Comment: Some commenters asserted that the federal government may not preempt state laws that are not as strict as the privacy regulation because to do so would violate the separation of powers in the U.S. Constitution. One comment suggested that the rules raised a substantial constitutional issue because, as proposed, they permitted the Secretary to make determinations on preemption, which is a role reserved for the judiciary.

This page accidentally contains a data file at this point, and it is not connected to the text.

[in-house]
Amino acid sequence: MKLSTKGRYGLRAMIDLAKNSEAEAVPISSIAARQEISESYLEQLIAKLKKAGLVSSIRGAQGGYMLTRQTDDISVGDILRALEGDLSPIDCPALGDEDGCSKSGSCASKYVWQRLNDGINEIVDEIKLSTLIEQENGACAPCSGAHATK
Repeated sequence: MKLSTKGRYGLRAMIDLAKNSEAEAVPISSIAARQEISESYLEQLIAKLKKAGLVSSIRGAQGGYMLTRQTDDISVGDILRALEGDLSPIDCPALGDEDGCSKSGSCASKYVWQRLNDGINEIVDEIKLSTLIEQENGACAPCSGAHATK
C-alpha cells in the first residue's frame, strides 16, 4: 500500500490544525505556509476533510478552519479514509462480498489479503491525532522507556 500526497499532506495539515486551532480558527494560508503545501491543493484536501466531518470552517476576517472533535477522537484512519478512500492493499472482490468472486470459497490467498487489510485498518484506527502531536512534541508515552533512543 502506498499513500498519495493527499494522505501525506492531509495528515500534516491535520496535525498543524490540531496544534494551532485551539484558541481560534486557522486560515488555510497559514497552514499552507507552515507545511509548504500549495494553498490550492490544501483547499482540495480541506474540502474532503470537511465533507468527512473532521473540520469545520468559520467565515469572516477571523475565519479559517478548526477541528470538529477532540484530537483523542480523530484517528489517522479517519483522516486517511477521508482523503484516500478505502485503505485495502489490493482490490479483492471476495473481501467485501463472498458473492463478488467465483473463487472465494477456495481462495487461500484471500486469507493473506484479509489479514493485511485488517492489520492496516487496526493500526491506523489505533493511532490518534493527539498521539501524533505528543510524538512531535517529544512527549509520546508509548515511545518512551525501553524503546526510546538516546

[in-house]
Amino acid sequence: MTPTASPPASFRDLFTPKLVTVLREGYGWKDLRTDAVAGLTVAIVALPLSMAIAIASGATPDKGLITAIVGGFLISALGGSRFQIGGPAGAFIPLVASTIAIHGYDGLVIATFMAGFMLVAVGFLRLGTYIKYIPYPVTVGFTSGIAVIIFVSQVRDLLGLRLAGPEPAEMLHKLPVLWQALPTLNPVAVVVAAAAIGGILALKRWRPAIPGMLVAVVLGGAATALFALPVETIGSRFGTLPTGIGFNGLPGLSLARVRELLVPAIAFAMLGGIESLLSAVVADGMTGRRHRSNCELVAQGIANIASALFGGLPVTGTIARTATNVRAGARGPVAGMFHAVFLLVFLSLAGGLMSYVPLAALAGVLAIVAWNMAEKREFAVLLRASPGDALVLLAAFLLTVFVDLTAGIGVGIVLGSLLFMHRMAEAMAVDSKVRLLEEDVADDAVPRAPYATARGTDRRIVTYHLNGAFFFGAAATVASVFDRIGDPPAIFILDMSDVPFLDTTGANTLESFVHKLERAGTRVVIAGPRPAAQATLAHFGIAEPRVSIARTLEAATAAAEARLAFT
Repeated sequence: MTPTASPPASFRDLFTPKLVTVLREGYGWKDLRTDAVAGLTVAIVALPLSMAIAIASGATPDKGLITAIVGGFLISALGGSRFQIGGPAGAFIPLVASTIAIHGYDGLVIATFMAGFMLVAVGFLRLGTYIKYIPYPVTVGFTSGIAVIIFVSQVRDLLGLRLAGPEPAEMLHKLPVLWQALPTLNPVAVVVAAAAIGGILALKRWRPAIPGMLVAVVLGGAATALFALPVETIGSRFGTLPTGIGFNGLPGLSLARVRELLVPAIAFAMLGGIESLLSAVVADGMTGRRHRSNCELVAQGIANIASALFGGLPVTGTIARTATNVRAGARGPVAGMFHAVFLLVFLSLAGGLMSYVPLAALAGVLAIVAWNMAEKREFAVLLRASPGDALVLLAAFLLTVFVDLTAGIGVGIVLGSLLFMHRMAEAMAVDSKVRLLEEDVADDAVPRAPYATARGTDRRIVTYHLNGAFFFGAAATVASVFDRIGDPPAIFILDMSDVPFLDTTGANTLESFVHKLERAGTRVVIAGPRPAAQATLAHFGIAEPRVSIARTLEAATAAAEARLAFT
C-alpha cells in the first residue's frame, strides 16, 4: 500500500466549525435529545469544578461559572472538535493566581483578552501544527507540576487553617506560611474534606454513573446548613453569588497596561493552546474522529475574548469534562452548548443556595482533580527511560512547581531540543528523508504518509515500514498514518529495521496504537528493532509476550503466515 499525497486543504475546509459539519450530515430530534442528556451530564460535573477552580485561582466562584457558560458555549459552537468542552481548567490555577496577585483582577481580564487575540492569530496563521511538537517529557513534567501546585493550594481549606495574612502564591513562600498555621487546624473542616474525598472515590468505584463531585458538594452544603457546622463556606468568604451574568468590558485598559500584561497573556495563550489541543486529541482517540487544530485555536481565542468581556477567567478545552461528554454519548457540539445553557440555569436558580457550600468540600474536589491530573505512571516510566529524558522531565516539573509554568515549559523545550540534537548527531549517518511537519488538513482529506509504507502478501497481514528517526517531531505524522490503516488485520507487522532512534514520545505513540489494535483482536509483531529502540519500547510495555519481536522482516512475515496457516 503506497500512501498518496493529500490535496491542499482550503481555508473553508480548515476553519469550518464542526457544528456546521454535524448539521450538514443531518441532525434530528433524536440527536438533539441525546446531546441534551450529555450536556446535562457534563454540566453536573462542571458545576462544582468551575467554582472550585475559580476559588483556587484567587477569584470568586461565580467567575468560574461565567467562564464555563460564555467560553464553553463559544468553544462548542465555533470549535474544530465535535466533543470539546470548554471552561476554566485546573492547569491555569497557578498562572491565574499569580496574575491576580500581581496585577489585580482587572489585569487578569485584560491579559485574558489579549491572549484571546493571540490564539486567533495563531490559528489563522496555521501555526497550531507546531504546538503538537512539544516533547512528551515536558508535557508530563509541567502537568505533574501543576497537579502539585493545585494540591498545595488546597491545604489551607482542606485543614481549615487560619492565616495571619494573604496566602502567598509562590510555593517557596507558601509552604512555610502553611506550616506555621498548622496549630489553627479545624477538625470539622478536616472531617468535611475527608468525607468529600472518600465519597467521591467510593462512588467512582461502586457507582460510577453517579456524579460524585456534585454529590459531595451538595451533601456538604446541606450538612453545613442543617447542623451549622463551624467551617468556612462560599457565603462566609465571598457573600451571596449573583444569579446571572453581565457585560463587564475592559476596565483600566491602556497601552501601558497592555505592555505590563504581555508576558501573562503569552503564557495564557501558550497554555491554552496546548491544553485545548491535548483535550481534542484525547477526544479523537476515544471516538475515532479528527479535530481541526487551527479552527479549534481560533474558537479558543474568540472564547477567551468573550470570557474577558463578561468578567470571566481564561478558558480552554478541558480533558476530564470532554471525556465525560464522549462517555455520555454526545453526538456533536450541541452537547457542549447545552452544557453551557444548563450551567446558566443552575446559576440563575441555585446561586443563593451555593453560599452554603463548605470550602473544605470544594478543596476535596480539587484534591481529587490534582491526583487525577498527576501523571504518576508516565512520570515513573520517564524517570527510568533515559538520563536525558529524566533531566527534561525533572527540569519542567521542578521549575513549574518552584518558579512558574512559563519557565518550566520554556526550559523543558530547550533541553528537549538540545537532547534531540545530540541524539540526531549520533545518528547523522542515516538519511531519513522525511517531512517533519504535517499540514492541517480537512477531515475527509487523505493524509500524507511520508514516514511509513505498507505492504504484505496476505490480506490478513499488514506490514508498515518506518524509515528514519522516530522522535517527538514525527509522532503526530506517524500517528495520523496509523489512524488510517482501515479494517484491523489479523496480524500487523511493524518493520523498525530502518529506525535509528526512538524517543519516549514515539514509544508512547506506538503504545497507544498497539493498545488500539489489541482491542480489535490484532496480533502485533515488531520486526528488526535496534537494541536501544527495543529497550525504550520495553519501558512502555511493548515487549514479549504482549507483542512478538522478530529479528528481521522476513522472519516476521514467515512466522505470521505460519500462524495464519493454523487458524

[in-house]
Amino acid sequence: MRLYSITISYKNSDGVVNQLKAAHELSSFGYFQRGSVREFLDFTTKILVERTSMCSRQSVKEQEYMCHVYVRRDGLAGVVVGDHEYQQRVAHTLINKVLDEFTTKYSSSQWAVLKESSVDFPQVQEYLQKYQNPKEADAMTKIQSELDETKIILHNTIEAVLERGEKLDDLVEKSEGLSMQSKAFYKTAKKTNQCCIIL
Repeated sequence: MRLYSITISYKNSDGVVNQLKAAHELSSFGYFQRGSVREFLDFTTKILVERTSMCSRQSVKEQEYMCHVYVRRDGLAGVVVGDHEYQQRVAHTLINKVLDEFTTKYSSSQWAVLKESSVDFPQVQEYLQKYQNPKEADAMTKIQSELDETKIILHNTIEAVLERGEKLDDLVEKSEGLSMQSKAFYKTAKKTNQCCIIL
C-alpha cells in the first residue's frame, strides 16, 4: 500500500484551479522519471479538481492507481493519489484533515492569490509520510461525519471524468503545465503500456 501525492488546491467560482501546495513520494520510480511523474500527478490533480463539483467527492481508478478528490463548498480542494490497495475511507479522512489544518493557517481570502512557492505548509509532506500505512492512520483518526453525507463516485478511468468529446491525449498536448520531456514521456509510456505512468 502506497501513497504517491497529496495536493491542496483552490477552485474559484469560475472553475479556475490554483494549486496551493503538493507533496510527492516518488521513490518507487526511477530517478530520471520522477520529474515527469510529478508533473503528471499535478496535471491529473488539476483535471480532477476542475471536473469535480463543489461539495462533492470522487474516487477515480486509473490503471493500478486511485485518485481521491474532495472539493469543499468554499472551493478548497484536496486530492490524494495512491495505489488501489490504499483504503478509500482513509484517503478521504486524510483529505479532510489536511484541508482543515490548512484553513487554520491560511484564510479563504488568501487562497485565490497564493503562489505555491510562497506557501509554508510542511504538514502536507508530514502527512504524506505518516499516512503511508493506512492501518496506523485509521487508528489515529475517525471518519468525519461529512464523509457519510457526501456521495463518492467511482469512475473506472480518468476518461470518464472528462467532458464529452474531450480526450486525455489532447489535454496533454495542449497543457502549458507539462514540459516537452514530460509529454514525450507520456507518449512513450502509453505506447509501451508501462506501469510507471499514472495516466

Response: We disagree. We note that this comment only pertains to determinations under section 1178(a)(2)(A); as discussed above, the rules below provide for no Secretarial determinations with respect to state privacy laws coming within section 1178(a)(2)(B). With respect to determinations under section 1178(a)(2)(A), however, the final rules, like the proposed rules, provide that at a state's request the Secretary may make certain determinations regarding the preemptive effect of the rules on a particular state law. As usually the case with any administrative decisions, these are subject to judicial review pursuant to the Administrative Procedure Act.